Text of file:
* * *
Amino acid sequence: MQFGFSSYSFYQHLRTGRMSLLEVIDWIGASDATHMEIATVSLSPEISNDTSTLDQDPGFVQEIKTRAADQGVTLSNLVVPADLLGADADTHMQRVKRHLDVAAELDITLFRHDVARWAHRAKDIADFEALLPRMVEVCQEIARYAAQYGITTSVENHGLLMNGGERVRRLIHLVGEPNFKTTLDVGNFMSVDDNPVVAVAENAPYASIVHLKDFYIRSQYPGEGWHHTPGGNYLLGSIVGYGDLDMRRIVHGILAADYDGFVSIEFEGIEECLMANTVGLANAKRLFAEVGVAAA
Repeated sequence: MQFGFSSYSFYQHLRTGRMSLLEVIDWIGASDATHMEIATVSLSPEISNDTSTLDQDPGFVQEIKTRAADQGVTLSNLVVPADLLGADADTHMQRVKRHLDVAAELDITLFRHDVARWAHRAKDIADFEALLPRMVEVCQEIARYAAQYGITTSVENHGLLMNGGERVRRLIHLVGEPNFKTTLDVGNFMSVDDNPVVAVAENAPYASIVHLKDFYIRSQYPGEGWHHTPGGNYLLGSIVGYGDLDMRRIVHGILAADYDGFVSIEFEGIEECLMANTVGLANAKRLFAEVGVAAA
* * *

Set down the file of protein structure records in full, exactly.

Amino acid sequence: MQFGFSSYSFYQHLRTGRMSLLEVIDWIGASDATHMEIATVSLSPEISNDTSTLDQDPGFVQEIKTRAADQGVTLSNLVVPADLLGADADTHMQRVKRHLDVAAELDITLFRHDVARWAHRAKDIADFEALLPRMVEVCQEIARYAAQYGITTSVENHGLLMNGGERVRRLIHLVGEPNFKTTLDVGNFMSVDDNPVVAVAENAPYASIVHLKDFYIRSQYPGEGWHHTPGGNYLLGSIVGYGDLDMRRIVHGILAADYDGFVSIEFEGIEECLMANTVGLANAKRLFAEVGVAAA
Repeated sequence: MQFGFSSYSFYQHLRTGRMSLLEVIDWIGASDATHMEIATVSLSPEISNDTSTLDQDPGFVQEIKTRAADQGVTLSNLVVPADLLGADADTHMQRVKRHLDVAAELDITLFRHDVARWAHRAKDIADFEALLPRMVEVCQEIARYAAQYGITTSVENHGLLMNGGERVRRLIHLVGEPNFKTTLDVGNFMSVDDNPVVAVAENAPYASIVHLKDFYIRSQYPGEGWHHTPGGNYLLGSIVGYGDLDMRRIVHGILAADYDGFVSIEFEGIEECLMANTVGLANAKRLFAEVGVAAA